• g and location of future leaks based on said analyzing the electronic database. 14. The method acco
    • ding to claim 13, further comprising: determining a smel
      • type classification of the sample odor reading; and sending the sm
      • l type classification to the central monitoring center by the communications device on the mobile detector. 15. The method acco
    • ding to claim 13, further comprising: determining leakag
      • flow rates of multiple leaks in the line based on the sample audio reading; and prioritizing r
      • airs of the multiple leaks based on the determined leakage flow rates. 16. The method acco
    • ding to claim 13, wherein the audio s nsor in
      • ludes an array of microphones, and wherein said obtain ng of t
    • ding to claim 13, further comprising: obtaining a sample
      • emperature reading by a thermometer on the mobile detector; comparing the samp
      • temperature reading to a baseline temperature reading; obtaining a sample
      • umidity reading by a hygrometer on the mobile detector; comparing the samp
      • humidity reading to a baseline humidity reading; and determining pr
      • ence of a leak when the sample humidity reading exceeds the baseline humidity reading by a threshold level and when the sample temperature reading exceeds the baseline temperature by a threshold level. 19. A computer prog
  • 19
    am product for monitoring and detecting leaks, said computer program product comprising: a compu er readabl
    • storage medium having stored thereon: first program instructions executable by a device to cause the device to transit along a line; second program ins
    • uctions executable by the device to cause the device to obtain a sample audio reading; third program inst
    • ctions executable by the device to cause the device to obtain a sample odor reading; fourth program ins
    • uctions executable by the device to cause the device to compare the sample audio reading to a baseline audio reading to determine whether there is a leak in the line; fifth program inst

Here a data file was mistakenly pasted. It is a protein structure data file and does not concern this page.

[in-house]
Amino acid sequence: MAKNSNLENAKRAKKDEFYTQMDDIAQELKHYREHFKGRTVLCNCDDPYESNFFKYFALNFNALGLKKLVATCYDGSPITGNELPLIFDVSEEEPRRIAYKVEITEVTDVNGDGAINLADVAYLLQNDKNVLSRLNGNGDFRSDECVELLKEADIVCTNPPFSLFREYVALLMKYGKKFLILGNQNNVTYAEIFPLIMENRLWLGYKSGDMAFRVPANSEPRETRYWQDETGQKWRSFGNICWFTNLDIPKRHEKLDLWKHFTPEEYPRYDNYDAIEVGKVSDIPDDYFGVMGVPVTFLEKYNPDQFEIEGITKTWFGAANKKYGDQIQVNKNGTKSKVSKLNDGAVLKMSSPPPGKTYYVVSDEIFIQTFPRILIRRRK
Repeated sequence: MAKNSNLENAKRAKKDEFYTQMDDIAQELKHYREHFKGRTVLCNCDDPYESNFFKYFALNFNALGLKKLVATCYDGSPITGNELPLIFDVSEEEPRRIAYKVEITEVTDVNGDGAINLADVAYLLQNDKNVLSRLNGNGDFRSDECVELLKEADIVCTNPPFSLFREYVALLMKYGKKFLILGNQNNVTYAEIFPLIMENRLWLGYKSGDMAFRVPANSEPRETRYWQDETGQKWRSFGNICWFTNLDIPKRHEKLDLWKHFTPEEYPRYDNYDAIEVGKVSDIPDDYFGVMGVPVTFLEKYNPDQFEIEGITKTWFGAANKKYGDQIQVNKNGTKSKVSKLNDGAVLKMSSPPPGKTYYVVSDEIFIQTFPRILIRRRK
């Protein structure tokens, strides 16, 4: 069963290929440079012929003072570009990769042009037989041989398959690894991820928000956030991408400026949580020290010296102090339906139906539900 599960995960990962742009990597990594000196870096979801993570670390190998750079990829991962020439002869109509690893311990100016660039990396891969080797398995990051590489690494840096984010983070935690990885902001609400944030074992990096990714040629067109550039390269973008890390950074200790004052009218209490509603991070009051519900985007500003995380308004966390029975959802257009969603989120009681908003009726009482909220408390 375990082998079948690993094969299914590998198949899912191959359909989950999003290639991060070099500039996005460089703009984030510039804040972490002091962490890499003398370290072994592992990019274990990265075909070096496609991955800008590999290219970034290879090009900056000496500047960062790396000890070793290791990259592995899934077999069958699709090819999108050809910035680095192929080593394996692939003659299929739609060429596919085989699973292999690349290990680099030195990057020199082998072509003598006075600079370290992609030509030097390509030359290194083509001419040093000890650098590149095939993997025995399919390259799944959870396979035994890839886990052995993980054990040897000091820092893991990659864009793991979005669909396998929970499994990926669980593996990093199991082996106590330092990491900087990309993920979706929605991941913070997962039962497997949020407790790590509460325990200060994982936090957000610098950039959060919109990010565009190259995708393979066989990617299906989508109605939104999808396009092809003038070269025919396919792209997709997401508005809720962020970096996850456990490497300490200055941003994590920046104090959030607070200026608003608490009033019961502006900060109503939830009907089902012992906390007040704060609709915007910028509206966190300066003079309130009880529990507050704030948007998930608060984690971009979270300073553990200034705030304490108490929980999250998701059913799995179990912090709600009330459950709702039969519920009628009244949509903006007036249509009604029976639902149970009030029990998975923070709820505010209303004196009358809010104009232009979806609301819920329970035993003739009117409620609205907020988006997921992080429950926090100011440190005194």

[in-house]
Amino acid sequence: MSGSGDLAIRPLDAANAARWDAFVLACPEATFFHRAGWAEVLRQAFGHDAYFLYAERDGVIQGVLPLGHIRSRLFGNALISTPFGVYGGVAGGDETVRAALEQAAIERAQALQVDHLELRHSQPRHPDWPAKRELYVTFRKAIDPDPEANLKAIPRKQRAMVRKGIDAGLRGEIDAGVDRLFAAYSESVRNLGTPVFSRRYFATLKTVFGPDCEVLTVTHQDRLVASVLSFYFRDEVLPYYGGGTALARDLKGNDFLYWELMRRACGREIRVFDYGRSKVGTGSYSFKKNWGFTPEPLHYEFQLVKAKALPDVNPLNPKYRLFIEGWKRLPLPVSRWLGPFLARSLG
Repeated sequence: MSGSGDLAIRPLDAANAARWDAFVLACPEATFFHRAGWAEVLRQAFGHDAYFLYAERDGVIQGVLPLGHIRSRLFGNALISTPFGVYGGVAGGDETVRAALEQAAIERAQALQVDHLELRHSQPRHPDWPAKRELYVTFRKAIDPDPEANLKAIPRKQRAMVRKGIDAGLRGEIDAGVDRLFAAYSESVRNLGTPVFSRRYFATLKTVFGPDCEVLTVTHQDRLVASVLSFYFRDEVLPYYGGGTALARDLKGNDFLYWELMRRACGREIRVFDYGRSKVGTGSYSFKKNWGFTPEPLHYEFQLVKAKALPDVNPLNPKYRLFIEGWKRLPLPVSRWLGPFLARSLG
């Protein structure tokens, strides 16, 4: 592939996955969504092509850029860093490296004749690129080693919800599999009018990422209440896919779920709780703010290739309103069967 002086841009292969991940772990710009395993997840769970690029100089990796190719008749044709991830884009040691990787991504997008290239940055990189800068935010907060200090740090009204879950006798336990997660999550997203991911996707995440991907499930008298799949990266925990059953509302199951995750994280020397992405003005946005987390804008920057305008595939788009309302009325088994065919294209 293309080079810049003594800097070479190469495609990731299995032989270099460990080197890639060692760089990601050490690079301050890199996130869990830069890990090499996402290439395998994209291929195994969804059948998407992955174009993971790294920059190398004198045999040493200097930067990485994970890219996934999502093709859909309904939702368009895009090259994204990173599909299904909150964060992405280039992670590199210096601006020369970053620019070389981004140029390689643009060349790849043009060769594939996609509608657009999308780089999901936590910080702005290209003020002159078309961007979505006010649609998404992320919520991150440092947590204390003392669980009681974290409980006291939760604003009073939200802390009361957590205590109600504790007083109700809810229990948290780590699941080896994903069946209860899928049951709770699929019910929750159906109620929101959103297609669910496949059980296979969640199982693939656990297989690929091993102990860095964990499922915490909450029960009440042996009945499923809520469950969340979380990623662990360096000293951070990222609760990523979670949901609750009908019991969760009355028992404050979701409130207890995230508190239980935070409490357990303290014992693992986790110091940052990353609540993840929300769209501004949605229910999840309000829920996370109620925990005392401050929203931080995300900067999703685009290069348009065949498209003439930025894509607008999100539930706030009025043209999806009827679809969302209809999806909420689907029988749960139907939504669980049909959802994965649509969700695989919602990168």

• ctions executable by the device to cause the device to compare the sample odor reading to a baseline odor reading to determine whether there is a leak in the line; sixth program inst
    • ctions executable by the device to cause the device to identify a location of the device when the device determines that there is a leak in the line; seventh program in
    • ructions executable by the device to cause the device to maintain an electronic database of sample audio readings, sample odor readings, and leak events; eighth program ins
    • uctions executable by the device to cause the device to analyze the electronic database to identify leak trends; ninth program inst
    • ctions executable by the device to cause the device to predict timing and location of future leaks based on analysis of the electronic database; and tenth program
    • structions executable by the device to cause the device to send the location of the device to a central monitoring center.
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Description

BACKGROUND

In the chemical and petroleum, public sector and transportation industries, minor leaks can occur in pressurized vessels, such as tanks and industrial pipelines. If undetected, these leaks can pass through successive failure modes, grow larger, and potentially lead to catastrophic explosions.

SUMMARY OF THE INVENTION

An embodiment of the invention provides a method for monitoring for and detecting a leak in a line where a mobile detector having an audio sensor and an odor sensor transiting along the line. A sample audio reading is obtained by the audio sensor; and, a sample odor reading is obtained by the odor sensor. A processor compares the sample audio reading to a baseline audio reading to determine whether the line is leaking. The processor compares the sample odor reading to a baseline odor reading to determine whether the line is leaking. The location of the mobile detector is identified by a GPS device on the mobile detector when the processor determines that the line is leaking.